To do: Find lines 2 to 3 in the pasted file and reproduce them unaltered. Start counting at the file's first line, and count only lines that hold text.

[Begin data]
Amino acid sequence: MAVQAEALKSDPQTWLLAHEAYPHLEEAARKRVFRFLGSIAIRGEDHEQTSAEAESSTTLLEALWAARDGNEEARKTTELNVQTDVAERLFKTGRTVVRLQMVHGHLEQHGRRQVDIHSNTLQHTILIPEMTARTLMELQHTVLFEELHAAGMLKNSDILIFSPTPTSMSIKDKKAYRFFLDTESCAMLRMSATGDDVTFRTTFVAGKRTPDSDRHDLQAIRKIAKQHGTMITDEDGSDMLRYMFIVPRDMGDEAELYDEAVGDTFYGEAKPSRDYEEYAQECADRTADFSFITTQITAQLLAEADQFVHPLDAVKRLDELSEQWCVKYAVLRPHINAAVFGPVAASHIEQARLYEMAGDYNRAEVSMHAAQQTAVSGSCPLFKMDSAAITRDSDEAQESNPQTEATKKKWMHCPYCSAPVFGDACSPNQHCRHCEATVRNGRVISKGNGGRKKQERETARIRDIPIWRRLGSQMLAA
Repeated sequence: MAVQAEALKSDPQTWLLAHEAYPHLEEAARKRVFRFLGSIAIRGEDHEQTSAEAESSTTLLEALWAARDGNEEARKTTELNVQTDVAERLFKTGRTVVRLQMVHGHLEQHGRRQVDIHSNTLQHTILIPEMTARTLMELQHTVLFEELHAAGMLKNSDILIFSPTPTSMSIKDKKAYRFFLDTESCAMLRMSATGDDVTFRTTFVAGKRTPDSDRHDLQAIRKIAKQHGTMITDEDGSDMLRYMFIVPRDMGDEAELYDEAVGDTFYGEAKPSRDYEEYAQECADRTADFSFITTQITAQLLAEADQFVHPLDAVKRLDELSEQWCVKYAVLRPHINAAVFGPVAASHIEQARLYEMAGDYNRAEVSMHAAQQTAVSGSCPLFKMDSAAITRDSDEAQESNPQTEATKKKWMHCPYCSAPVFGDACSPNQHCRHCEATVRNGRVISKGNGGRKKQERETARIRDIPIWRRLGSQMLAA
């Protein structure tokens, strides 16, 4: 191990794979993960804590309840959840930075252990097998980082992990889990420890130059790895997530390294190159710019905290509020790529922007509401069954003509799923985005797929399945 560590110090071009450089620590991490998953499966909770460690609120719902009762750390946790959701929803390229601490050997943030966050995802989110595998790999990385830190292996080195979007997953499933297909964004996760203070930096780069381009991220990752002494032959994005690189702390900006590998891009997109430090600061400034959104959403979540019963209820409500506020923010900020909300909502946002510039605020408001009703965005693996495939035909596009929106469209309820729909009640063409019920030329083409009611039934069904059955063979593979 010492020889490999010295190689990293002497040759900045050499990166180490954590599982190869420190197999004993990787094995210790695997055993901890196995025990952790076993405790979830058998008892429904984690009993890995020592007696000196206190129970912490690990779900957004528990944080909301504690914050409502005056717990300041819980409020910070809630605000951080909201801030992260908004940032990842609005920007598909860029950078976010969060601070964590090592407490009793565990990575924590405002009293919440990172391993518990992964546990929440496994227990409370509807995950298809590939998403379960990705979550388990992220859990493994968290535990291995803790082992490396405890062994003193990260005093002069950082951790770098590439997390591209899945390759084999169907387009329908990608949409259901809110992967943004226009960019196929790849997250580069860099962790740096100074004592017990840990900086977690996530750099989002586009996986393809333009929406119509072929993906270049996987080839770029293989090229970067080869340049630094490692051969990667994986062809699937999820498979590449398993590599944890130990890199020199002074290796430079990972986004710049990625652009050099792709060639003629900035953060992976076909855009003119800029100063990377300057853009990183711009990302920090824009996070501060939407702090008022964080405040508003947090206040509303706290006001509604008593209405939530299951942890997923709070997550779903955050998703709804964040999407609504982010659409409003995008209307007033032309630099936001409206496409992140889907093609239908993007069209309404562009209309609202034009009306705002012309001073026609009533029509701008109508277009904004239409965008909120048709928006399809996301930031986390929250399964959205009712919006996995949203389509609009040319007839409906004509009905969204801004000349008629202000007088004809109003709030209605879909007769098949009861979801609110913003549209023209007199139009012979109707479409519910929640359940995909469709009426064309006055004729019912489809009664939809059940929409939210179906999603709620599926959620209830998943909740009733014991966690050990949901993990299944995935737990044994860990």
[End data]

Repeated sequence: MAVQAEALKSDPQTWLLAHEAYPHLEEAARKRVFRFLGSIAIRGEDHEQTSAEAESSTTLLEALWAARDGNEEARKTTELNVQTDVAERLFKTGRTVVRLQMVHGHLEQHGRRQVDIHSNTLQHTILIPEMTARTLMELQHTVLFEELHAAGMLKNSDILIFSPTPTSMSIKDKKAYRFFLDTESCAMLRMSATGDDVTFRTTFVAGKRTPDSDRHDLQAIRKIAKQHGTMITDEDGSDMLRYMFIVPRDMGDEAELYDEAVGDTFYGEAKPSRDYEEYAQECADRTADFSFITTQITAQLLAEADQFVHPLDAVKRLDELSEQWCVKYAVLRPHINAAVFGPVAASHIEQARLYEMAGDYNRAEVSMHAAQQTAVSGSCPLFKMDSAAITRDSDEAQESNPQTEATKKKWMHCPYCSAPVFGDACSPNQHCRHCEATVRNGRVISKGNGGRKKQERETARIRDIPIWRRLGSQMLAA
């Protein structure tokens, strides 16, 4: 191990794979993960804590309840959840930075252990097998980082992990889990420890130059790895997530390294190159710019905290509020790529922007509401069954003509799923985005797929399945 560590110090071009450089620590991490998953499966909770460690609120719902009762750390946790959701929803390229601490050997943030966050995802989110595998790999990385830190292996080195979007997953499933297909964004996760203070930096780069381009991220990752002494032959994005690189702390900006590998891009997109430090600061400034959104959403979540019963209820409500506020923010900020909300909502946002510039605020408001009703965005693996495939035909596009929106469209309820729909009640063409019920030329083409009611039934069904059955063979593979 010492020889490999010295190689990293002497040759900045050499990166180490954590599982190869420190197999004993990787094995210790695997055993901890196995025990952790076993405790979830058998008892429904984690009993890995020592007696000196206190129970912490690990779900957004528990944080909301504690914050409502005056717990300041819980409020910070809630605000951080909201801030992260908004940032990842609005920007598909860029950078976010969060601070964590090592407490009793565990990575924590405002009293919440990172391993518990992964546990929440496994227990409370509807995950298809590939998403379960990705979550388990992220859990493994968290535990291995803790082992490396405890062994003193990260005093002069950082951790770098590439997390591209899945390759084999169907387009329908990608949409259901809110992967943004226009960019196929790849997250580069860099962790740096100074004592017990840990900086977690996530750099989002586009996986393809333009929406119509072929993906270049996987080839770029293989090229970067080869340049630094490692051969990667994986062809699937999820498979590449398993590599944890130990890199020199002074290796430079990972986004710049990625652009050099792709060639003629900035953060992976076909855009003119800029100063990377300057853009990183711009990302920090824009996070501060939407702090008022964080405040508003947090206040509303706290006001509604008593209405939530299951942890997923709070997550779903955050998703709804964040999407609504982010659409409003995008209307007033032309630099936001409206496409992140889907093609239908993007069209309404562009209309609202034009009306705002012309001073026609009533029509701008109508277009904004239409965008909120048709928006399809996301930031986390929250399964959205009712919006996995949203389509609009040319007839409906004509009905969204801004000349008629202000007088004809109003709030209605879909007769098949009861979801609110913003549209023209007199139009012979109707479409519910929640359940995909469709009426064309006055004729019912489809009664939809059940929409939210179906999603709620599926959620209830998943909740009733014991966690050990949901993990299944995935737990044994860990």